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Lee Street Park amphitheater plans presented

This is the rendering of the Lee Street Park amphitheater. It will feature a curved metal roof with stone trim. (Special Photo)

This is the rendering of the Lee Street Park amphitheater. It will feature a curved metal roof with stone trim. (Special Photo)

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There will be two Farmers Market areas with a metal roof. (Special Photo)

JONESBORO — Lee Street Park amphitheater plans are coming together.

Mayor Joy Day introduced the proposed look of the new building to the Jonesboro City Council Thursday.

It will feature a curved, metal roof over the stage, concession area and restrooms. It will have stone trim and be wired for sound and lights with a stage height of 42 inches.

“We’ve planned for very low maintenance — metal and stone,” Day said.

There was discussion about changing the storage behind the stage into to a place for performers to store their instruments and change. To make up for the loss of storage area, Day suggested possibly shrinking the concession space to add a storage unit.

The amphitheater will be flanked by the air conditioned concession area and restrooms. Exhaust fans are planned for the two smaller building to help pull warm air out.

Drawings of the farmers market were also introduced. They are curved metal roof areas with parking spots that run parallel to the structures.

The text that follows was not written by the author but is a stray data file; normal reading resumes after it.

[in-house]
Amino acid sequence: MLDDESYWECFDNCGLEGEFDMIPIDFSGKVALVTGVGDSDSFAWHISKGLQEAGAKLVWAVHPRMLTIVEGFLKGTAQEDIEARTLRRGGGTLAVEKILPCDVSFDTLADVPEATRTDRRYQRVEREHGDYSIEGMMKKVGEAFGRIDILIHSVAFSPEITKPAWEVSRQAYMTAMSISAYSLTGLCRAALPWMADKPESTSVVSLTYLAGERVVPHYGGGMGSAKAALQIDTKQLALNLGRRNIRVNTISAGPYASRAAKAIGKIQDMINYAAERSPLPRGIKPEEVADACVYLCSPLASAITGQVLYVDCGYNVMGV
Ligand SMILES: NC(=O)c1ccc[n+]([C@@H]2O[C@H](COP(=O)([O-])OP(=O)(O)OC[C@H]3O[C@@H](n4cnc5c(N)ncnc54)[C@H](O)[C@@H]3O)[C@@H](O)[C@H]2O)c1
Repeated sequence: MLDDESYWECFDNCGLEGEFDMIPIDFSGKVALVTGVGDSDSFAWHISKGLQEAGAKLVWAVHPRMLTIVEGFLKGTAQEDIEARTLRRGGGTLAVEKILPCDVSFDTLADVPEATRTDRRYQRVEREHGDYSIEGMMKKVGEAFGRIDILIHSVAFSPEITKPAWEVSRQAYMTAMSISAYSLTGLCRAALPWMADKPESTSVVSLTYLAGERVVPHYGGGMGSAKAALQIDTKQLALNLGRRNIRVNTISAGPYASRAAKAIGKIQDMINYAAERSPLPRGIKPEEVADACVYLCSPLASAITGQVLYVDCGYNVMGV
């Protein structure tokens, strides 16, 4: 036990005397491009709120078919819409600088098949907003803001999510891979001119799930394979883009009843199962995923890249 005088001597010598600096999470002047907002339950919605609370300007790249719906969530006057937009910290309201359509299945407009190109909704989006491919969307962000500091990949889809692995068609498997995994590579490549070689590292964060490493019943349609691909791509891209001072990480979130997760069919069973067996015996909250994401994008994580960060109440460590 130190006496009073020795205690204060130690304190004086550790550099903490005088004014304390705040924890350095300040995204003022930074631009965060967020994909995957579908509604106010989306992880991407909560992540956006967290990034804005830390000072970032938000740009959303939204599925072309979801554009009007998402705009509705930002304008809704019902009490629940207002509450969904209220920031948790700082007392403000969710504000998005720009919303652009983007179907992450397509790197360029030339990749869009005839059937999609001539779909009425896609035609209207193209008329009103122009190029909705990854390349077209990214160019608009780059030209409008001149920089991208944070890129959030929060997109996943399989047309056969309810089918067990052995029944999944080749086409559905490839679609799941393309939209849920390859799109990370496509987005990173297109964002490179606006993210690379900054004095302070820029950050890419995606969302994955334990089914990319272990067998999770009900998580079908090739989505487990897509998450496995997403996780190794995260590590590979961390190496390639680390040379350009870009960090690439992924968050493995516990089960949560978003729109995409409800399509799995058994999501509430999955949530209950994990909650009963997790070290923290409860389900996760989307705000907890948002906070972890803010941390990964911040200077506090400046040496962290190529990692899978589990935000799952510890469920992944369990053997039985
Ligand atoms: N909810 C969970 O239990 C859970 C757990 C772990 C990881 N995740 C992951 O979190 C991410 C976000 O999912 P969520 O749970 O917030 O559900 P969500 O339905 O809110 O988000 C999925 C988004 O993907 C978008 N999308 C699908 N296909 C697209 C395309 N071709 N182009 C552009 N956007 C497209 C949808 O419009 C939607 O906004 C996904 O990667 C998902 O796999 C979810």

Day said sellers can back their cars into the spots to sell their wares or carry them to the pavilion. “These will offer shelter from the weather and give shade,” Day said.

Day said the outside of the park will feature lighting to match the look of the city’s existing lamps, but inside the lights will be more modern with LED bulbs.

Officials have been working for more than a year on the redevelopment of the park.

Councilwoman Pat Sebo said they’re hoping to put out a bid for the construction in July and possibly break ground in August.

She said right now the city is waiting for the school system to restore two tennis courts and move the basketball court.

That agreement came about when it was discovered part of the Perry Center was built on city land.

“We said we would not move one shovel of dirt until the basketball court was moved,” Sebo said.

In March the council approved about $1.4 million for work at the park.